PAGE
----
Anachronism and Its Others

Sexuality, Race, Temporality

By Valerie Rohy

Subjects: Queer Studies, African American Studies, Literary Criticism, Psychoanalysis, Lesbian / Gay Studies
Paperback : 9781438428642, 194 pages, July 2010
Hardcover : 9781438428659, 194 pages, September 2009

Table of contents

Preface: Archaic Inclinations
1. Three Analogies: History, Psychoanalysis, Literature
2. Douglass and Jacobs in the Future Perfect
3. Local Melancholia: Jewett and Cather
4. Time Lines: Hopkins’s Literary History
5. A Darker Past in The Garden of Eden
6. Ahistorical

Traces the origins of contemporary analogies between queerness and blackness.


Slogans such as "gay is the new black," the use of evolutionary rhetoric against gay marriage, and nationalist efforts within the United States to promote the white family all gesture toward an analogical relationship between race and sexuality in contemporary culture. Anachronism and Its Others traces contemporary analogies between homosexuality and blackness to their nineteenth-century origins—particularly the notions of "primitivism" associated with people of color as promoted by scientific racism, and the characterization of homosexuality as "arrested development," according to sexologists. Valerie Rohy explores the linked tropes of backwardness and regression associated with race and sexuality in U. S. culture and included in literary works by Edgar Allen Poe, Frederick Douglass, Pauline Hopkins, Willa Cather, and Ernest Hemingway, as well as interdisciplinary cultural contexts such as the history of science, psychoanalytic theory, popular journalism, and political rhetoric. Linking together two major directions in current queer scholarship—the relationship between race and sexuality and queer temporality—Rohy offers a critical genealogy that illuminates the ways in which race and sexuality are connected by concepts of time and untimeliness.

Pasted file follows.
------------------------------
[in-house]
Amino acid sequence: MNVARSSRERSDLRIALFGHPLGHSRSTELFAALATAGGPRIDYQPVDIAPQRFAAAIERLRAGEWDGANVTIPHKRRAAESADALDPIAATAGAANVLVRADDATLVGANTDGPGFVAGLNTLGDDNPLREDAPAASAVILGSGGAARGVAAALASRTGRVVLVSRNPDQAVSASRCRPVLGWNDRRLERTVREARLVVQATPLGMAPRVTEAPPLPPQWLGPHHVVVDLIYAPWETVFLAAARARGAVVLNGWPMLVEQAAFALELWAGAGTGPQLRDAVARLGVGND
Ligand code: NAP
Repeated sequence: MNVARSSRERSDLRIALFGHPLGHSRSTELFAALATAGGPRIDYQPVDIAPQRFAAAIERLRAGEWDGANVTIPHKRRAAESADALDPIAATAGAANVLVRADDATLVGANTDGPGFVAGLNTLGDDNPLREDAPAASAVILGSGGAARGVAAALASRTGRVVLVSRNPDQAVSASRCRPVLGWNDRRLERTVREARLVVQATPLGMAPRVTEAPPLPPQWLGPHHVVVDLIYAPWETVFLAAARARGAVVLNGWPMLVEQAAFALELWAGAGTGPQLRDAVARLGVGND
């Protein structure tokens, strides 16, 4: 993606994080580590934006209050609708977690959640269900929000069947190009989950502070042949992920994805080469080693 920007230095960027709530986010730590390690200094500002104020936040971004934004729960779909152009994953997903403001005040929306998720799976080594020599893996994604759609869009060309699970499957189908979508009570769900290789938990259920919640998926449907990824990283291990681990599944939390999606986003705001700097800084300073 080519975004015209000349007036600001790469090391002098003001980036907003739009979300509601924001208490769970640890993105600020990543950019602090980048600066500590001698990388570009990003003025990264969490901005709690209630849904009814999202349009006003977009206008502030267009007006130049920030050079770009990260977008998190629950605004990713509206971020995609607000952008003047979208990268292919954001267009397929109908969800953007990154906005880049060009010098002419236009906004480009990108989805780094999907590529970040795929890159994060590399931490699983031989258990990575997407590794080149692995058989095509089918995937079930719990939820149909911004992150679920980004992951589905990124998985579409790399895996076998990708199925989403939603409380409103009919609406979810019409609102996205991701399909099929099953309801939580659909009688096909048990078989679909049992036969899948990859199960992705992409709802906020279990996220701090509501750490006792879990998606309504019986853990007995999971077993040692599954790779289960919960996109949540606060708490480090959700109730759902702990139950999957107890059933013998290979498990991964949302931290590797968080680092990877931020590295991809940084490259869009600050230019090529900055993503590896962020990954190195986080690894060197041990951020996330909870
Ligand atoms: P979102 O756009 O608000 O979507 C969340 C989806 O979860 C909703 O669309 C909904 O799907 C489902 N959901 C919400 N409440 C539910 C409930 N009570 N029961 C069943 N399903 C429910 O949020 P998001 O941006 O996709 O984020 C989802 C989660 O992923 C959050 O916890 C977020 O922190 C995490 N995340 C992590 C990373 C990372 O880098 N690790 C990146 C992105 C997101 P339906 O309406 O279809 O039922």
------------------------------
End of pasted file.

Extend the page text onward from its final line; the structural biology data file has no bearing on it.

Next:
Valerie Rohy is Associate Professor of English at the University of Vermont. She is the author of Impossible Women: Lesbian Figures and American Literature and the coeditor (with Elizabeth Ammons) of American Local Color Writing, 1880–1920.


"…an arresting and deeply illuminating study … Rohy's work represents a sign of life—a confirmation that queer theory still has much to teach us, and about subjects much broader than queer subjectivity. " — College Literature